The expression seems to have come from, or at least was popularized by, a movie and originally referred to a specific blonde bombshell.
In 1933, the platinum blonde Jean Harlow was one of the most popular actresses in Hollywood.
That year, Harlow starred in a movie called Bombshell (at the time “bombshell” in American slang was already being used to refer to incredibly attractive, flamboyant women, with the first documented case of this in 1860).

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One of the advertising lines for the film was “Lovely, luscious, exotic Jean Harlow as the Blonde Bombshell of filmdom.”
When the film was released in England, they even renamed it “Blonde Bombshell” as it was thought in England that the original title sounded like a war film, which the movie is decidedly not. (It’s actually about an actress who gets fed up with being a sex symbol and just wants to lead a normal life).
While it seems probable that this wasn’t the first time someone out there uttered the words “blonde bombshell” (those two words fitting together so nicely), this does appear to be the first documented instance of it with, of course, the first actress to be labeled such being the lovely Jean Harlow, who incidentally died at the tender age of 26.
via Today I Learned.

Batman Movie Promo Shot, 1966.

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Photo of Adam West as Batman from the television program.
In this awesome early image Adam West is playing the most iconic superhero of that time.
This image is a promotional photo from the movie studio when they released their spinoff movie to the show “Batman.”
The movie was released a few months after the show was.
This image is dated August 12th 1966 and is credited by “20th Century Fox.”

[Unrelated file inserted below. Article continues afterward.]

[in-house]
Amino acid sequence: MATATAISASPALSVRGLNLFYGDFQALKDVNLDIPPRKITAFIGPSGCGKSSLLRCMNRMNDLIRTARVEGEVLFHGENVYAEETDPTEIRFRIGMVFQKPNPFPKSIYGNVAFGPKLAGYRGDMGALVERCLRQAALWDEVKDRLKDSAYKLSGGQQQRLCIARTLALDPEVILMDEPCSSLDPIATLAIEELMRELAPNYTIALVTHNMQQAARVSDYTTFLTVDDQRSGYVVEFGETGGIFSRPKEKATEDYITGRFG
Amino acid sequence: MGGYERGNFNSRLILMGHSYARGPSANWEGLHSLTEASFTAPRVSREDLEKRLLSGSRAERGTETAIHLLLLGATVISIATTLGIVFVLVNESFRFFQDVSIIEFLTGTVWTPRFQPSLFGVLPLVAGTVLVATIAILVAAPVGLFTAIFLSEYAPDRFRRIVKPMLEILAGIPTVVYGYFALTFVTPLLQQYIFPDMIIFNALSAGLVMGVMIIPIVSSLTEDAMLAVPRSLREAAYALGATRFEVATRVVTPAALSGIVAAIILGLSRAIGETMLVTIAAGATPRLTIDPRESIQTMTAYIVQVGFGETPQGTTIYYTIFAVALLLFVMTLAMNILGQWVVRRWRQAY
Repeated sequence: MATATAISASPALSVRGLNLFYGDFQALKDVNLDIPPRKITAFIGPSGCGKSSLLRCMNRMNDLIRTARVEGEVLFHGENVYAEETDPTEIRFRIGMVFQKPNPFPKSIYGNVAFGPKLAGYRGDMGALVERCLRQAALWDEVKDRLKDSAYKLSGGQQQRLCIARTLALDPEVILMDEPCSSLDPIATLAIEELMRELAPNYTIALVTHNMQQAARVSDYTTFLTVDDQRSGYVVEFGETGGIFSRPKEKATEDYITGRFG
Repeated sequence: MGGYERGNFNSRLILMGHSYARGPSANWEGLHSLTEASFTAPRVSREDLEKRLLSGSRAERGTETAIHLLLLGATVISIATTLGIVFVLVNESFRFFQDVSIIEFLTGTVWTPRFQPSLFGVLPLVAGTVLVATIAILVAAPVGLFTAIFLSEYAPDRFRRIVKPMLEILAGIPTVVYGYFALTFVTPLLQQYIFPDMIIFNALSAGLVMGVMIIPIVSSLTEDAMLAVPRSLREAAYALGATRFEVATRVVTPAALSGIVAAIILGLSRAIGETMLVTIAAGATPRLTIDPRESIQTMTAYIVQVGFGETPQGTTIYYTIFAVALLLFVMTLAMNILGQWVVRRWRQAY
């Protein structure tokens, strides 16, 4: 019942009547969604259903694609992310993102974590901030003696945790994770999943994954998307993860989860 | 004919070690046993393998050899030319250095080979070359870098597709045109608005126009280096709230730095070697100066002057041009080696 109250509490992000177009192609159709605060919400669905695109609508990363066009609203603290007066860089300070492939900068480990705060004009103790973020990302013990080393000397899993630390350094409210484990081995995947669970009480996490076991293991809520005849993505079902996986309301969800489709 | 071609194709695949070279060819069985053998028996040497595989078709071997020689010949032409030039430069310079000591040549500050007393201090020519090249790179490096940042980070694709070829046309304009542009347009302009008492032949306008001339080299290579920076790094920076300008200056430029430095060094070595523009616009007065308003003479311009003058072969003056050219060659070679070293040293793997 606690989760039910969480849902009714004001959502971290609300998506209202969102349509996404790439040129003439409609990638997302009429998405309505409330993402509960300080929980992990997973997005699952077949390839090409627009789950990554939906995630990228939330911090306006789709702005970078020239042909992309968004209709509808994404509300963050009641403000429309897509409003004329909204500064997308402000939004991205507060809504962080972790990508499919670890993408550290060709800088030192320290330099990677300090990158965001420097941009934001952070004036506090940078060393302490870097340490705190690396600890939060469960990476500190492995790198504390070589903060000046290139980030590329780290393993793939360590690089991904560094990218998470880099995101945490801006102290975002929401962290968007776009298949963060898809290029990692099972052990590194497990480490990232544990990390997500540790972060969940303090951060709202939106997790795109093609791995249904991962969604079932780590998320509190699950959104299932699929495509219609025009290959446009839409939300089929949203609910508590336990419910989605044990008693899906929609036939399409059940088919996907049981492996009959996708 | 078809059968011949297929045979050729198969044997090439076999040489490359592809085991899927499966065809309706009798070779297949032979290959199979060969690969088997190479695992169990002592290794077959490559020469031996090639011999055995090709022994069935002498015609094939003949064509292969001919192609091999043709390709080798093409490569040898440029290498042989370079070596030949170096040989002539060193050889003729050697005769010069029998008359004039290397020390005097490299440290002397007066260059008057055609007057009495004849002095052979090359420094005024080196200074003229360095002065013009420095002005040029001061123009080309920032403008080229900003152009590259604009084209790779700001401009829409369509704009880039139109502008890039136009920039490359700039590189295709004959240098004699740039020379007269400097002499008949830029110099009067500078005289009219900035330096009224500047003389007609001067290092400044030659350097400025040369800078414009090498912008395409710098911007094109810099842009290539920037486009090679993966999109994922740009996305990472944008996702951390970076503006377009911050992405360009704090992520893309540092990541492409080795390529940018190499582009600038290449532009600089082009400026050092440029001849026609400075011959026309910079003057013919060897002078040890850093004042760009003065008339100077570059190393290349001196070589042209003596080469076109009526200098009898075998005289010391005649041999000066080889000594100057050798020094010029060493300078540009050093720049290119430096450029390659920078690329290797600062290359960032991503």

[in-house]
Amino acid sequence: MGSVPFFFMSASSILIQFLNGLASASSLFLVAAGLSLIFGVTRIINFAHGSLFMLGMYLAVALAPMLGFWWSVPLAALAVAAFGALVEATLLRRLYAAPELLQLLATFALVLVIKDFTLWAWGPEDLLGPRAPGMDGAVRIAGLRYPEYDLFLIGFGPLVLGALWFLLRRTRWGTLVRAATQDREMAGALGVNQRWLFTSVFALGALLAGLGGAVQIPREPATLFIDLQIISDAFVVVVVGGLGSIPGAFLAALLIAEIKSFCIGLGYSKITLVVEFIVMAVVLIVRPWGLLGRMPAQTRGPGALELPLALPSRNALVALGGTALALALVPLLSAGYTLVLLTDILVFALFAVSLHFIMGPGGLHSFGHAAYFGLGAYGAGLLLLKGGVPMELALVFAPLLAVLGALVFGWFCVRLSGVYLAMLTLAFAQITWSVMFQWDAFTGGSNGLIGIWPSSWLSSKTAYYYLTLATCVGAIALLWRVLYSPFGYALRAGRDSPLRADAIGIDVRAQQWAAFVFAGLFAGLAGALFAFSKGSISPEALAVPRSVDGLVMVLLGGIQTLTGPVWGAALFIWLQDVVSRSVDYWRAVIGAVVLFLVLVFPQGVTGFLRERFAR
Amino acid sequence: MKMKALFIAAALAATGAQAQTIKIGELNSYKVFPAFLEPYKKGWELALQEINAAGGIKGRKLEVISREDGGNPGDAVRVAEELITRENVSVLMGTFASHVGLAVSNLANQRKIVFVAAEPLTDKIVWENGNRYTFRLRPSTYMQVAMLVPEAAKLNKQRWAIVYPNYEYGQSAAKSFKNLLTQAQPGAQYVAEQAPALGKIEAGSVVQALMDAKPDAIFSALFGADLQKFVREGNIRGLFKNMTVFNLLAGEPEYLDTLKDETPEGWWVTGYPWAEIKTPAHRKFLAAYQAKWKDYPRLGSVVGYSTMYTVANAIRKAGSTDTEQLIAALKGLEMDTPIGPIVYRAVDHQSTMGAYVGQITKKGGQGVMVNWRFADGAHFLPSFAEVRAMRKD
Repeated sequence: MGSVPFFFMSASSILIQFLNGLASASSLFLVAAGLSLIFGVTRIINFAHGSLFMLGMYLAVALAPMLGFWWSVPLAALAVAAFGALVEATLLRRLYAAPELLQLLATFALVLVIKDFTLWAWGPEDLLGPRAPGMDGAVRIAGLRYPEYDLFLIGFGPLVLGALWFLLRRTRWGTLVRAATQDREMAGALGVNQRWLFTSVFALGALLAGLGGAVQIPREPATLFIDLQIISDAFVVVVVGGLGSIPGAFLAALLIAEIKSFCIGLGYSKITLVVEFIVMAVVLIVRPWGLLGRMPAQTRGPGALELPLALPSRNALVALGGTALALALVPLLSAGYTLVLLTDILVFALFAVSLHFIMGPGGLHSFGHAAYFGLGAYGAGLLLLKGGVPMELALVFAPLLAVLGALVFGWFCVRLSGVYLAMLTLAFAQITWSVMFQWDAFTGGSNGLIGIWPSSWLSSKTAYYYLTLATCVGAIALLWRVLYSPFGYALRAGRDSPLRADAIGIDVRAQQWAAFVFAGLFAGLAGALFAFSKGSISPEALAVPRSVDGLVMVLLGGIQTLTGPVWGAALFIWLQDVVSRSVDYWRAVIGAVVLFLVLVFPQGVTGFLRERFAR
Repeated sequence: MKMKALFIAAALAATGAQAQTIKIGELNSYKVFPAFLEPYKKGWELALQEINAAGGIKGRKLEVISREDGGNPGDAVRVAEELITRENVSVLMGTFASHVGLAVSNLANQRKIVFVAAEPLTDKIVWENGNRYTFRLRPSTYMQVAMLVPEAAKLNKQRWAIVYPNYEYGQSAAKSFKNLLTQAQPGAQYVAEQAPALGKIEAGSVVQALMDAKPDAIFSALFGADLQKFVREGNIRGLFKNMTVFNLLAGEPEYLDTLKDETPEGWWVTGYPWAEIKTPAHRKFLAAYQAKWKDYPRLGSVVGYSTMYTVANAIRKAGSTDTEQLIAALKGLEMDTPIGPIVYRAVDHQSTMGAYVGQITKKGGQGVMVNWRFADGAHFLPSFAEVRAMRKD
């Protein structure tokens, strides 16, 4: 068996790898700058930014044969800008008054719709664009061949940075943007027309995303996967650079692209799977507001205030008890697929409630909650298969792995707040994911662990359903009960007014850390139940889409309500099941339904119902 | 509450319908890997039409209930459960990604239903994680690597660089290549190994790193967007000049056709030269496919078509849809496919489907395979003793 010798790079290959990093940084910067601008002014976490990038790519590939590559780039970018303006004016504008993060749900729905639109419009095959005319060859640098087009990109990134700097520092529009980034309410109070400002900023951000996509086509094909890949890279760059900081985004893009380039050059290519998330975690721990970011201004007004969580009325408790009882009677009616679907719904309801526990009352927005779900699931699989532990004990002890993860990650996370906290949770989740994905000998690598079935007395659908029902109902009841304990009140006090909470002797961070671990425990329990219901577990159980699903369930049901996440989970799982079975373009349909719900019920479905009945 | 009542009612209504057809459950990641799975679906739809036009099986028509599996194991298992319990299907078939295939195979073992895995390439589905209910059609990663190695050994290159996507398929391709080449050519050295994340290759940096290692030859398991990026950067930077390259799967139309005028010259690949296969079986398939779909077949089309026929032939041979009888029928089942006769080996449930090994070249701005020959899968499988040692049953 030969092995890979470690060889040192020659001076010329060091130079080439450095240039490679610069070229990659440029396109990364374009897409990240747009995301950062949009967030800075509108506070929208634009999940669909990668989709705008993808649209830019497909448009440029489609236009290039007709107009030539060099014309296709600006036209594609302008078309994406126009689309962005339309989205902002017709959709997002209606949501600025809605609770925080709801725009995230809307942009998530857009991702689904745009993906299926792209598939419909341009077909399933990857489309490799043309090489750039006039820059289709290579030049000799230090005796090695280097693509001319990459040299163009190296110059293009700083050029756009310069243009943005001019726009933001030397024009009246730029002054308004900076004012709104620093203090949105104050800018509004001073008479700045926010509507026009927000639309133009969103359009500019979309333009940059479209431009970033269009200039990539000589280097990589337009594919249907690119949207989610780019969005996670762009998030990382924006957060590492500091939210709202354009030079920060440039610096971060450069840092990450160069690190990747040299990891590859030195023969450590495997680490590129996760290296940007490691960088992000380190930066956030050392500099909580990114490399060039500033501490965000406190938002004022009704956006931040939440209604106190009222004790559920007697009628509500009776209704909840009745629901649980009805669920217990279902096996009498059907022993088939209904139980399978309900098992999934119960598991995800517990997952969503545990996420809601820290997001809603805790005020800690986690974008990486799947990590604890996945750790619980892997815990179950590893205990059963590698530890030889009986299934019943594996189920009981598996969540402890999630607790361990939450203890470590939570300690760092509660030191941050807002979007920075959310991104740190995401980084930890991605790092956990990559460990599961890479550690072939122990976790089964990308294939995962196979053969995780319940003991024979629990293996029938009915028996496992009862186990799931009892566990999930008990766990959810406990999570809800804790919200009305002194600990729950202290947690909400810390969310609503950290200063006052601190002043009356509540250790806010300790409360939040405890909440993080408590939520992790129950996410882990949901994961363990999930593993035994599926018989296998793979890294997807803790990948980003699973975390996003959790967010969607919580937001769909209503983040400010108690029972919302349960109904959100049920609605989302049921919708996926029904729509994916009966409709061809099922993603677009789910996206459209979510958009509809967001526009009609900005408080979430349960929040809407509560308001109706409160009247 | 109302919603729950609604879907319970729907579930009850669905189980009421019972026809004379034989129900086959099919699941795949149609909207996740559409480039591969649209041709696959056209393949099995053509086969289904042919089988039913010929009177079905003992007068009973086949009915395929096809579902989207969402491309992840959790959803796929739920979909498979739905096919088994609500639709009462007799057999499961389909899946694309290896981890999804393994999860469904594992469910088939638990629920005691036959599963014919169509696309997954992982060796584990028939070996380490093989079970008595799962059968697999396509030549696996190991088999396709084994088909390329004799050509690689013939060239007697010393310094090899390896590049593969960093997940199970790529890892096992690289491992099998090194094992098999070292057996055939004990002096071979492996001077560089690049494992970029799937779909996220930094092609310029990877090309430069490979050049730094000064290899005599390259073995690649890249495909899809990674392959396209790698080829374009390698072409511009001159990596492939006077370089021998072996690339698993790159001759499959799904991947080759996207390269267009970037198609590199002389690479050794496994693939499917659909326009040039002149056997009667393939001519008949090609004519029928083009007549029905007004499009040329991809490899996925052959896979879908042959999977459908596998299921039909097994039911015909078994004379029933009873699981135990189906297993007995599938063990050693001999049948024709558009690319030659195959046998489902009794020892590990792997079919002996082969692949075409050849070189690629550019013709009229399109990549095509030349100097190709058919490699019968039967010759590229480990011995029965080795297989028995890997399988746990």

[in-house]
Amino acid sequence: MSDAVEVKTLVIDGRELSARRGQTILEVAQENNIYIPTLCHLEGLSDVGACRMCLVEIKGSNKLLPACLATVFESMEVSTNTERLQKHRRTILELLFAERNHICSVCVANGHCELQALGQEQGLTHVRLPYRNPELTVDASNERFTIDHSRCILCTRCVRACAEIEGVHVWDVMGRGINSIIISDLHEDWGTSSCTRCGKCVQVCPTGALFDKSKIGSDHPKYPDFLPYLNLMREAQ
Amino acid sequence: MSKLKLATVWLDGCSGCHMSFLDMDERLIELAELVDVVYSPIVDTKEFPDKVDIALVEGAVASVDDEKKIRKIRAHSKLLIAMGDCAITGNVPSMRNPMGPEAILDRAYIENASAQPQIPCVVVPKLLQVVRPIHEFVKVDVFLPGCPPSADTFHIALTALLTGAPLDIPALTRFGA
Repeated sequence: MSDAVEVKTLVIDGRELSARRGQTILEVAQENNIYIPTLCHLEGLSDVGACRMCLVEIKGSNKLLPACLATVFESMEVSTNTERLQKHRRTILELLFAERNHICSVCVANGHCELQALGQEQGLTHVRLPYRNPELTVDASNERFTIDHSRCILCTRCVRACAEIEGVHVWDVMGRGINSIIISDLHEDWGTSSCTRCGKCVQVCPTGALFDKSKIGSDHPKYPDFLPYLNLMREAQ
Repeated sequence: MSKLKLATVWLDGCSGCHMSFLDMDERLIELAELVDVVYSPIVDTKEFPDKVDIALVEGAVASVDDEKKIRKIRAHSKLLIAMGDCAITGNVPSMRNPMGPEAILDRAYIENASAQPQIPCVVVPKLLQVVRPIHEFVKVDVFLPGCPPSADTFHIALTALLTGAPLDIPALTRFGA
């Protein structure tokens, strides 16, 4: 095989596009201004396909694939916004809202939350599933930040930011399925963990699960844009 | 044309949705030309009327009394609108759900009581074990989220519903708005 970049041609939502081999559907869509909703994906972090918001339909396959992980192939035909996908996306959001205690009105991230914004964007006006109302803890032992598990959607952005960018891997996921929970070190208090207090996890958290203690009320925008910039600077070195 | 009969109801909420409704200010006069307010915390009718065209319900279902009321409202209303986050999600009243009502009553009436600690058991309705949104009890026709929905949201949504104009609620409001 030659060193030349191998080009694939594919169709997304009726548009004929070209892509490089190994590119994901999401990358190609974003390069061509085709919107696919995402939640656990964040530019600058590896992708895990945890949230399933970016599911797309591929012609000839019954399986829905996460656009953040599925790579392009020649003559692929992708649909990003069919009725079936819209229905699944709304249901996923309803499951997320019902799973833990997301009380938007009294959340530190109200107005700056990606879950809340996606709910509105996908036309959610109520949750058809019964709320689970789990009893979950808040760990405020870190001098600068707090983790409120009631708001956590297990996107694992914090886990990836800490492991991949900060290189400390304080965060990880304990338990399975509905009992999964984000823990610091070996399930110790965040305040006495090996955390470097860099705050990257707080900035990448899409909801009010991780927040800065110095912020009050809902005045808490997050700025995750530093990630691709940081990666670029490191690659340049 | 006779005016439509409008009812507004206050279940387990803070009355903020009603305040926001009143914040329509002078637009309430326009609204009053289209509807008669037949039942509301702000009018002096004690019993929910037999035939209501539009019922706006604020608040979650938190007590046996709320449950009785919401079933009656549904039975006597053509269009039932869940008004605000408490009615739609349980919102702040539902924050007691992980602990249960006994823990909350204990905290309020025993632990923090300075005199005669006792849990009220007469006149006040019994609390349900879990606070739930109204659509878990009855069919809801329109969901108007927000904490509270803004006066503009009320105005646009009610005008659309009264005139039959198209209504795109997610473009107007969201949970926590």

Source: vintage everyday: 1966 ‘Batman’ Movie Promo Photo

Wings 3D a film about birds by Birds.

0_0_525_1_70_http---i“We put cameras on everything that moves,” says John Downer, the producer and director of Wings3D, a unique wildlife movie distributed by BBC Worldwide.
How do you capture thousands of hours of up-close-and-personal footage of tigers, polar bears, vultures, bald eagles and penguins in their natural element in ways that have never been seen before?
In the 2011-2012 series Earthflight, he placed cameras on trained birds, providing a totally unique POV (don’t worry, no birds were hurt).
In 2013, Penguins: Spy in the Huddle, part of Downer’s successful Spy wildlife series, drew more than 9 million viewers.
He’s used elephants as his cameramen as well, when filming tigers in India for Tiger: Spy in the Jungle.
He wanted to film tigers in a way that had never been seen before.
He realized they were comfortable around elephants, so his crew rode on elephants.
He knew that elephants liked to carry logs, so his crew put a camera on the end of a tree trunk. Downer says it was like having “a nature-made steadicam.”
As the elephants moved, the shots panned smoothly.
Wings3D relies on the science of avian imprinting, using trained birds, including a vulture, to capture scenes while the team flies alongside in a microlight aircraft.
The imprinted birds consider the pilot to be a parent.
The team also created a robotic vulture glider and attached a GoPro to a bald eagle, vulture and a fish eagle.
via In New Movie, Birds Are The Cinematographers | Nature | Science | Australian Popular Science.